Mindbrink Technologies Inc. Reviews - Mindbrink Technologies Inc. Scam or Legit

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Erik –

Victim Location 99208

Total money lost $510

Type of a scam Tech Support

A screen appeared on the computer containing what appeared to be the Safari logo which read "Network Security is at risk – Please contact Apple certified technicians at 1-855-358-7330". Not being familiar with the computer, the security software, etc., I unfortunately went ahead and called the number.

We were connected to an individual with a thick Indian accent who called himself Justin Miller. We described the "warning", still believing at the time we were talking to someone from Apple or the security software company. He said he needed access to the computer to fully diagnose the problem, and again, unfortunately, we granted the access.

At this point from somewhere he opened a window that supposedly showed a list of IP addresses that had accessed the network. He then said "Oh my god", which of course rattled us, and then proceeded to tell us that our network had been hacked by someone in Russia. He went on to say that it did not appear as if any information had been taken yet, but it would be best to secure the network so that the "hackers" could intercept any data.

So now our emotions have completely taken over and any remaining logic has completely gone out the window. He then begins talking about installation and contracts, which of course should have put up yet another warning sign that this was a scam since we already had agreements with Apple and had already purchased the security software. Regardless of this, we again, very unfortunately, agreed to a six year protection agreement with technical support, etc., in the amount of $510. Yes, I know.

At this time we are both shaking from the shock of finding out about this alleged "hack", and the contract appears on the screen. It wasn’t until after filling out the fields that I noticed the logo on the upper right hand corner of the contract which read MINDBRINK. I asked who Mindbrink was and told "Justin" that I thought I was talking to someone from Apple or the security software support team. He then directs me to "their" company website at www.mindbrink.com, and then to Mindbrink’s ScamPulse.com page where he points out they have zero complaints (I later realized they didn’t have any reviews or a rating either, nor were they accredited) in an effort to "reassure" us that they were in fact a legitimate company. Of course I’m still not thinking clearly during all of this.

We were then transferred to their software technician who called himself Rickie Stevens so he could begin installing software to "protect the network". We were also given a new number to call as part of our "technical support". That number was 1-877-821-4559. We received an email confirmation of our "contract" agreement with Mindbrink as well as a copy of the document we filled out online.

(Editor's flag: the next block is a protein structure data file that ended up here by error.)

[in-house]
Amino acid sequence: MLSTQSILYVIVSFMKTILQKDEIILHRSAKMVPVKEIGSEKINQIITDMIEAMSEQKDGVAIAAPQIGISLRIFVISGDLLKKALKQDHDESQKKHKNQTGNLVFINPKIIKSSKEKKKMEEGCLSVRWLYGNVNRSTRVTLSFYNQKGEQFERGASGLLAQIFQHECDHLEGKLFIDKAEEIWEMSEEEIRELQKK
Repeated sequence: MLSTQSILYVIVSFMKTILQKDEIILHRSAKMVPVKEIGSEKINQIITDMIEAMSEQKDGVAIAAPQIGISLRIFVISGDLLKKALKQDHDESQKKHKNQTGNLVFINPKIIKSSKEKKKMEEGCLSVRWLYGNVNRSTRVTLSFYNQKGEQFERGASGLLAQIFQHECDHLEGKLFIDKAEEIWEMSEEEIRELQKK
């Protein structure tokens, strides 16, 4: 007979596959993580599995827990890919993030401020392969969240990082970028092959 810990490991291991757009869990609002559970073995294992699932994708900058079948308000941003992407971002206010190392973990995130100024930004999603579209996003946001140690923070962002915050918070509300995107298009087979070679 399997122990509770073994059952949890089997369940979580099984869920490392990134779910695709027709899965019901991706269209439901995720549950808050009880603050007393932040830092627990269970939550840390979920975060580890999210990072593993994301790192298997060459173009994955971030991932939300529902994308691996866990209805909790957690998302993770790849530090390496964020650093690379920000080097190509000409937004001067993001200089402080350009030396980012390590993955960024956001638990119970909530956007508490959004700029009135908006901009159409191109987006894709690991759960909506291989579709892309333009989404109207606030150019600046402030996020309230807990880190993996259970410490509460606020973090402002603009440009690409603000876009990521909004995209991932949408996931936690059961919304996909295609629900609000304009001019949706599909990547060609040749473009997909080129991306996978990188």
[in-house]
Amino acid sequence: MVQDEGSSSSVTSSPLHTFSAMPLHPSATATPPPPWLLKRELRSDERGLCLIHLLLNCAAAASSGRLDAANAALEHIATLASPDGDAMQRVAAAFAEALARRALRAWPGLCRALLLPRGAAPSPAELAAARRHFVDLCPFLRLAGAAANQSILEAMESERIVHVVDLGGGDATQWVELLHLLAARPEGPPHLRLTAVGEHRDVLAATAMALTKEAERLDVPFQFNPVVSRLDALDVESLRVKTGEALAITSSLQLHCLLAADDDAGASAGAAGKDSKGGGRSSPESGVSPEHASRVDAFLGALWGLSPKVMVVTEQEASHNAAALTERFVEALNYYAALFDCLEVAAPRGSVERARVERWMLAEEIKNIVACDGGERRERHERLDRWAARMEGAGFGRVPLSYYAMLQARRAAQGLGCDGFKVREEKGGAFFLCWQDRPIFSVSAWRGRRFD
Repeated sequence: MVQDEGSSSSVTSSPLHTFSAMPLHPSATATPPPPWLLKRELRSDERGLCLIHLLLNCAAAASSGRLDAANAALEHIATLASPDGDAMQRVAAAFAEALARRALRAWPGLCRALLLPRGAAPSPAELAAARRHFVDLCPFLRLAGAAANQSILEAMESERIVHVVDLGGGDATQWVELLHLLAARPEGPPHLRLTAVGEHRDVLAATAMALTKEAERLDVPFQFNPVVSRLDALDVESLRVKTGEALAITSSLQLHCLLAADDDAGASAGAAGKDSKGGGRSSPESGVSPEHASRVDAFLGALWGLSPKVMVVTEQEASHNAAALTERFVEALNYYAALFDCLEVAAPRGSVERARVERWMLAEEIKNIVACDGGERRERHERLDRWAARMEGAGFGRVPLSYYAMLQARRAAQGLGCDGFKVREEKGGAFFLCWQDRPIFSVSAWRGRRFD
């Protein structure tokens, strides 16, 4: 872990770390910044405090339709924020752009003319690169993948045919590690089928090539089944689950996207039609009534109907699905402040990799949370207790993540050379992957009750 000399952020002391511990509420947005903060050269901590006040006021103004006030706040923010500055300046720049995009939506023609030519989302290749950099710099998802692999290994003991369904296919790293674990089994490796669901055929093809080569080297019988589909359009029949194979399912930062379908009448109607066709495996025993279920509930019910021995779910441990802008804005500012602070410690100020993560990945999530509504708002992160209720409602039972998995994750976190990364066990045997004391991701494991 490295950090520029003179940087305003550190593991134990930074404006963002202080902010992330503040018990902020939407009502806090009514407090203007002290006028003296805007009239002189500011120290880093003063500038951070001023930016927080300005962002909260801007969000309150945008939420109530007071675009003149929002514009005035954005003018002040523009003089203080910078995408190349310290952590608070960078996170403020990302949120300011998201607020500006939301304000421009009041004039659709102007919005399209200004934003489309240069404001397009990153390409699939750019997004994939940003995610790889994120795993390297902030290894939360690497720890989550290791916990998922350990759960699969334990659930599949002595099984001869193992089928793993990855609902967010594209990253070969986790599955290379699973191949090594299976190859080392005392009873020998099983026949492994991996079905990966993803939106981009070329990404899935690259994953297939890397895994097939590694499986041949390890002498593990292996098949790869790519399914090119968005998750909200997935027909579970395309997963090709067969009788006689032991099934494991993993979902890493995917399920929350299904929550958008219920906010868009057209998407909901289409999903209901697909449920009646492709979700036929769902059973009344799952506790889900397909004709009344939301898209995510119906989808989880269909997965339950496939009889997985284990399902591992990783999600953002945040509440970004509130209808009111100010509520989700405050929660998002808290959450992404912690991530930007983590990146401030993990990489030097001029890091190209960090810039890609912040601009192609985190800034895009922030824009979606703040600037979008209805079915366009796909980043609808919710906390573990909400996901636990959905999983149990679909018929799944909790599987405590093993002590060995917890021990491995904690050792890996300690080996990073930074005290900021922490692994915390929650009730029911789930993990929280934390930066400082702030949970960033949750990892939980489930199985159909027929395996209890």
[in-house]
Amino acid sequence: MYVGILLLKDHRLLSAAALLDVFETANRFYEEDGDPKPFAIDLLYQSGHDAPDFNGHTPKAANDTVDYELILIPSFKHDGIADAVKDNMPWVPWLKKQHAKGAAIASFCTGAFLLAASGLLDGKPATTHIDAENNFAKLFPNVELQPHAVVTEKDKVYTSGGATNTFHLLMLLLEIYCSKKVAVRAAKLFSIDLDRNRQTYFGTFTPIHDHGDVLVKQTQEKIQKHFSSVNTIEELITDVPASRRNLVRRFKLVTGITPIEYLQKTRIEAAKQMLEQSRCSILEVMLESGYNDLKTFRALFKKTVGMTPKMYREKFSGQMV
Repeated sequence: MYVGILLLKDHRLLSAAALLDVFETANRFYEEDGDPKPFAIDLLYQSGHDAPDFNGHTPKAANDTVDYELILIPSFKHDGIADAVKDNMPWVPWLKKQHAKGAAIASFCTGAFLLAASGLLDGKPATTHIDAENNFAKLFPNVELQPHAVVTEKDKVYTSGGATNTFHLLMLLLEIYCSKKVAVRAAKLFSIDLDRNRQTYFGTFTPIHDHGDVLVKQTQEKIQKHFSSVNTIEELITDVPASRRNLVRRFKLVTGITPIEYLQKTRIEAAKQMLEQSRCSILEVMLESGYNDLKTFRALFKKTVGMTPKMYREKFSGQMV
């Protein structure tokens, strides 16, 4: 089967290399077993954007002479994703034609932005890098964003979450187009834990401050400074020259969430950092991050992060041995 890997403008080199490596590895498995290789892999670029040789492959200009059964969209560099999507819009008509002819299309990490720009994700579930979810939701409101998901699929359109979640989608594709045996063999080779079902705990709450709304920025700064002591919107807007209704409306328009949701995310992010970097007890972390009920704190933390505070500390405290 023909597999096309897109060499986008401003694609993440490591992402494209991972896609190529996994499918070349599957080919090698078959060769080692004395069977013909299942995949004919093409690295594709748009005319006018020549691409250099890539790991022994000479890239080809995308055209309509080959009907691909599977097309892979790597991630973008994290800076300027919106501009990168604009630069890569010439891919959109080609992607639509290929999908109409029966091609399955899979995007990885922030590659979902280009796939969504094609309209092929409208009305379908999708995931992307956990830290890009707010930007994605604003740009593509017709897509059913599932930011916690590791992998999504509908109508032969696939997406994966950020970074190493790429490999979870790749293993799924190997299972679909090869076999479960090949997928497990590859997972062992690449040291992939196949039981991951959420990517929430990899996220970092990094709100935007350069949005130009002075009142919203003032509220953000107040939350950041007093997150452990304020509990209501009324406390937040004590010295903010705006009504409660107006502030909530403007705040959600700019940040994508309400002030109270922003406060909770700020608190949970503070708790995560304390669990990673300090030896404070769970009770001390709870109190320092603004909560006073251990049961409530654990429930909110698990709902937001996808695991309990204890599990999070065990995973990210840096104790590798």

Before and after this incident, life had been dumping a lot on our shoulders. The ordeal had been shoved to the side to deal with other issues, but my concern continued to grow and the reality of what happened began to slowly sink in.

Finally I decided to call the "customer support" number at 1-877-821-4559. I was connected to an individual who called himself Kevin Jones, again with a thick Indian accent. I started by asking questions about the ad blocker they had installed as part of the package, but as I continued to ask other questions he began to sound irritated.

Knowing that "Mindbrink" has other names listed on their ScamPulse.com page, I asked him what company he worked for. He replied "PRO-SOFT", which was not one of the companies listed. I told him that I thought I was talking to someone from Mindbrink, and what he said afterwards I couldn’t really tell as I was having trouble understanding him.

I then asked about the method they used to supposedly protect the network. He said it was a process called "coding" or "encoding". I asked how this worked, and he said he could not tell me and that he could lose his job if he did.

Finally I asked about the image that appeared on the computer screen, which of course by now I knew was malware. I was shocked when he replied that it was in fact malware. I told him that the number I called on the image was what eventually connected me to Mindbrink in the first place. He said he had never heard of that number and that it did not belong to Mindbrink. Of course now I am more concerned than ever.

A final note: At no point during the conversation did Kevin Jones ask for any customer identification or reference number, which you would think should be a priority since I was paying them for technical support services. I realized later that their "support" number was available to anyone who visited their website.

Be alert. Be logical. No matter how much you have going on in your life, if something doesn’t feel right, it most likely isn’t.

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